Mmmmm....fresh apples straight off the tree; they are the best! I wonder how many will be in this year's harvest?
|Orchard: 9 Card Solitaire Game (2019)
Side Room Games
|1 (multiplayer rules with additional copies)
Orchard is a quick abstract strategy game where you will be placing cards down with trees on them in a 2x3 grid, and you are trying to overlap matching trees increasing the number of fruit produced during that harvest. The concept is pretty easy, but the luck of the draw and strategy is key in this game. It is a cute compact card game ideally for a single player that is a lot of fun. I have thoroughly enjoyed small games like this the last 2 years and was excited when I looked over the game at my FLGS.
The game comes in a small box a little bigger than a deck of cards, and the box insert slides out of the box cover similar to how you would remove cards from a deck box. The box is very sturdy and provides the quick details on the outside regarding the type of game it is. The box also have very little wasted space which I really appreciate; it is just as big as it needed to be for the game and components.
The game includes:
- 18 Orchard Cards: The cards depict 6 fruit trees (2x3 positioning) on each card of the three types of fruits (Red Apples, Yellow Pears, and Purple Plums). These will be placed down overtop of each card. There are numbers on each card numbered 1-18 that will be used for the multiplayer rules.
- 15 Fruit Dice (5 Red, Yellow, and Purple dice): Unlike typical dice usage, these are going to be used as score tokens and not rolled. The sides shows 1, 3, 6, a basket (10), and two leaf sides that are not actually used and are just for show. These dice will be placed on the trees throughout at the game as points are earned and rotated the current score for those trees.
- 2 Rotten Fruit Tokens: These wooden tokens are used when rules must be violated (more on that in the Player Turn section).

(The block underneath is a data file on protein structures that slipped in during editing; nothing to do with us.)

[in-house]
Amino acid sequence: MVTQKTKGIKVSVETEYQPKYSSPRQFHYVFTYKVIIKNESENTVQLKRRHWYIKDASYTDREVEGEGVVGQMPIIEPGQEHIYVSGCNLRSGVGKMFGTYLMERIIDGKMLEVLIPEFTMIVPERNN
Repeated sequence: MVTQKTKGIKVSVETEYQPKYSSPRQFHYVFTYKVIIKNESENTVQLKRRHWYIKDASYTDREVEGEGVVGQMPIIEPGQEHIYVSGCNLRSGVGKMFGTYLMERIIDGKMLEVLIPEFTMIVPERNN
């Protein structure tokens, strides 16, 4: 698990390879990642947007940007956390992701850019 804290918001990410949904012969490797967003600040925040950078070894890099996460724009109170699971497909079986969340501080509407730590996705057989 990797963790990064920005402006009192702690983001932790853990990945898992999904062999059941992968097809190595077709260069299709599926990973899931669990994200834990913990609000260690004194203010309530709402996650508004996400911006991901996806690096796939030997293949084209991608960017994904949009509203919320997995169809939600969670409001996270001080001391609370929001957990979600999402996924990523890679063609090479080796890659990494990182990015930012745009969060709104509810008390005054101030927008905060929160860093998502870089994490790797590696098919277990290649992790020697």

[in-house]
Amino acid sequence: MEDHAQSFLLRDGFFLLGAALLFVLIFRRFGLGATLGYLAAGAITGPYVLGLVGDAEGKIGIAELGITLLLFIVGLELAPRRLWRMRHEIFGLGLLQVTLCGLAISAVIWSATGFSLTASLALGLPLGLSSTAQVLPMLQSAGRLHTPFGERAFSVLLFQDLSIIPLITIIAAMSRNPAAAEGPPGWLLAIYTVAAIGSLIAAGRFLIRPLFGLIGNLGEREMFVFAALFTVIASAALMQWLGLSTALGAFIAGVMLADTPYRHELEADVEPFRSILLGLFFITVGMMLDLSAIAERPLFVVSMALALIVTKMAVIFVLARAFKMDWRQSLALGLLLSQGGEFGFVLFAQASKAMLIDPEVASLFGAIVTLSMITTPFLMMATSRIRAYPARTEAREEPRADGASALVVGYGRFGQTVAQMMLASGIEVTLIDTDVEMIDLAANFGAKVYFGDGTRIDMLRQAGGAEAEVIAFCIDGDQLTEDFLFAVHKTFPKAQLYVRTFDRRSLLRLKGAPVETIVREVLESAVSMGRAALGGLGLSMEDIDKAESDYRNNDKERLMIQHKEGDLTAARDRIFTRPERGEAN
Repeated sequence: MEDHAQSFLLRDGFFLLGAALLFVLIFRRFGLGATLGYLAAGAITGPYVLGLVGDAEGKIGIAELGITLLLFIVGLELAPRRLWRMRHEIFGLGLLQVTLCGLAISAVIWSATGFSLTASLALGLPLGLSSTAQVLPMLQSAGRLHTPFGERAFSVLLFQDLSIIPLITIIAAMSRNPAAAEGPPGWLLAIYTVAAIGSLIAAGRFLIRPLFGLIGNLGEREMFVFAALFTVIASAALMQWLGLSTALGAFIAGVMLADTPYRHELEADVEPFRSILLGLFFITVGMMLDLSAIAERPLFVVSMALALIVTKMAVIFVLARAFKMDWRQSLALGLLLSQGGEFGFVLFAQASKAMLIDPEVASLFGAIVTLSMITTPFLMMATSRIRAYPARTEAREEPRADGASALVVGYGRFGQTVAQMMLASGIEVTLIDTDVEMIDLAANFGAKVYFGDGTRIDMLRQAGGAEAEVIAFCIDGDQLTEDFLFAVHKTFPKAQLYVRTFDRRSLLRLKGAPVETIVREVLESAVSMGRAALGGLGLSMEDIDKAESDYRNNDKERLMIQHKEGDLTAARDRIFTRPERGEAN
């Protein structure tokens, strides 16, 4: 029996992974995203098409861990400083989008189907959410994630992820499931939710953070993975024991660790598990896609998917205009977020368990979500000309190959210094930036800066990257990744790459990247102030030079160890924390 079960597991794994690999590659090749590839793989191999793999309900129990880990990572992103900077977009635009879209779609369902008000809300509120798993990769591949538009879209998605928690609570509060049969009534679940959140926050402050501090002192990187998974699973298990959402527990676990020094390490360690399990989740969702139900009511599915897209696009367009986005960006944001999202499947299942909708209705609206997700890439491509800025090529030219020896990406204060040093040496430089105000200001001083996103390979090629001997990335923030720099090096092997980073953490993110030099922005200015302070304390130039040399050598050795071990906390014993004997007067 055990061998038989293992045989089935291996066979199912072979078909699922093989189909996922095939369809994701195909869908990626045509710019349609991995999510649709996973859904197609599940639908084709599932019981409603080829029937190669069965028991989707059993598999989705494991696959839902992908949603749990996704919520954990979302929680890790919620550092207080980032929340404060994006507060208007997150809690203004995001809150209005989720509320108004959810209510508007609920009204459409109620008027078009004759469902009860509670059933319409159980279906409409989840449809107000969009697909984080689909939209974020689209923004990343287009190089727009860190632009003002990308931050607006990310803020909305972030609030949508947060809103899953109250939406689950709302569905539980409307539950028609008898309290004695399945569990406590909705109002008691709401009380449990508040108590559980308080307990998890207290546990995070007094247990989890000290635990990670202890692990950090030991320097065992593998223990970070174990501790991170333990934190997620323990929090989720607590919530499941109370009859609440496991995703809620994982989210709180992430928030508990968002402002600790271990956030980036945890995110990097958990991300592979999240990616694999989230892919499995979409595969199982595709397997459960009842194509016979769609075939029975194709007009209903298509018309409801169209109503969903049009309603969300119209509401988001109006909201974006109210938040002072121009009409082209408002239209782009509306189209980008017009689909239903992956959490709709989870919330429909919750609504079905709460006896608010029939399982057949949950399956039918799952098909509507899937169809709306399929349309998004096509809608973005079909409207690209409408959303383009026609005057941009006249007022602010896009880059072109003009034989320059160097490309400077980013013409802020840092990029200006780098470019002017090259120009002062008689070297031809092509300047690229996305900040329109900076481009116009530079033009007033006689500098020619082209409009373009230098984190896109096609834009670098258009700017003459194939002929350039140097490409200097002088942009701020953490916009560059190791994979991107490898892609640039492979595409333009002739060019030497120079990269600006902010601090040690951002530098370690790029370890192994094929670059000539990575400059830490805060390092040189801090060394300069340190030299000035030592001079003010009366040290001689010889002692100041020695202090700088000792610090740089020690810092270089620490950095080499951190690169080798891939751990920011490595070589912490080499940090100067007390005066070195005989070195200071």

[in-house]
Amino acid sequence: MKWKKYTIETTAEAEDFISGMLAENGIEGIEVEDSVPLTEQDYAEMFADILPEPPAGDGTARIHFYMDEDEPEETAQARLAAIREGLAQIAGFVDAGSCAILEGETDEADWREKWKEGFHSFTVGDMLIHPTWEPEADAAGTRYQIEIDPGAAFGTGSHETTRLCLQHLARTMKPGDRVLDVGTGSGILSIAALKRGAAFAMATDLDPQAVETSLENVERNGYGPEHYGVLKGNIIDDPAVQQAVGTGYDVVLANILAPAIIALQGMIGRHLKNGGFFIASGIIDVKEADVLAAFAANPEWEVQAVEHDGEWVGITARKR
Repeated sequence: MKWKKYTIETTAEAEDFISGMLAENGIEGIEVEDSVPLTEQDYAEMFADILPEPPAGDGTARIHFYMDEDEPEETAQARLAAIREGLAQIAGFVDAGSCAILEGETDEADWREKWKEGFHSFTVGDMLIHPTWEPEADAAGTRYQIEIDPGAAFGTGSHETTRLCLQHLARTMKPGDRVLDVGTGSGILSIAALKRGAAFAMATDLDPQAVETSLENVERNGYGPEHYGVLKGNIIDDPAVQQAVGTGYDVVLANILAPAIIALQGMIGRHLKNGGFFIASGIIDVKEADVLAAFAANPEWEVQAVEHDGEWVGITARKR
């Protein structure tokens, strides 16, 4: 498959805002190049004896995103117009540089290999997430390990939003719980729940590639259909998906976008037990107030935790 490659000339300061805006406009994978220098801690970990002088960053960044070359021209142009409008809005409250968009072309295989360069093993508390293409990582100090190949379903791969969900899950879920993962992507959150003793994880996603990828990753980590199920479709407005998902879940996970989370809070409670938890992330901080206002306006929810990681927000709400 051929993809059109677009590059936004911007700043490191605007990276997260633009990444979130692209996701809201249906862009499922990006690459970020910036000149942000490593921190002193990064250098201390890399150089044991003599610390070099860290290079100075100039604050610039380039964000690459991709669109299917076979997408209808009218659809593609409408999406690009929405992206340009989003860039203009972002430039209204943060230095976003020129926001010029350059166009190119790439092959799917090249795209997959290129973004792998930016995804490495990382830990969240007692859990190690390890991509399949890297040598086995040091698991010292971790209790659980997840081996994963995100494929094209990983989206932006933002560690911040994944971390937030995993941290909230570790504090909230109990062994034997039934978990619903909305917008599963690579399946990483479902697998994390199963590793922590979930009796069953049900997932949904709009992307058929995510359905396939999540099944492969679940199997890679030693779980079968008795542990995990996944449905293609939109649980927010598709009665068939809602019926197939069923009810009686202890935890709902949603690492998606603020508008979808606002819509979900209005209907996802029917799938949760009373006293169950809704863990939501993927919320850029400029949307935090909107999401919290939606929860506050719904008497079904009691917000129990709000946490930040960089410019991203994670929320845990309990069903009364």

- Small Rulebook
The cards are interesting as they are not your typical cardstock. Unless I am mistaken, they are actually plastic cards, which resulted in the cards holding their shape despite folding them before 90 degrees. They do slide a bit because they are plastic, but I really like how they feel and look. The dice are also very cute with their custom pips; they feel like your standard dice material wise. The two wooden rotten fruit tokens have a cute little worm on them. So the components are pretty solid.
The core rules are only on about 3 1/2 of the tiny rulebook pages and are very easy to follow. The game maybe took 5 minutes to learn meaning there is very little investment in learning the game the first time.
The game is very simple to play. Essentially, you will play a single card from your hand to expand your orchard while also making your existing trees produce more fruit as you cover up matching trees.
The setup for the game is very quick as you will only 9 of the cards, the 15 dice, and the Rotten Fruit Tokens.
- Shuffle the 18 cards and create 2x nine card decks. Place one within reach to be used this game.
- Draw one card and place it into the middle of the table.
- Draw two cards.
- Place the dice and rotten fruit tokens nearby.
You are ready!
Turns are very quick and follow this sequence (in order):
- Place one card overtop of part of an existing card(s). The trees depicted on the placed card must match the tree(s) below unless you want to use a rotten fruit token.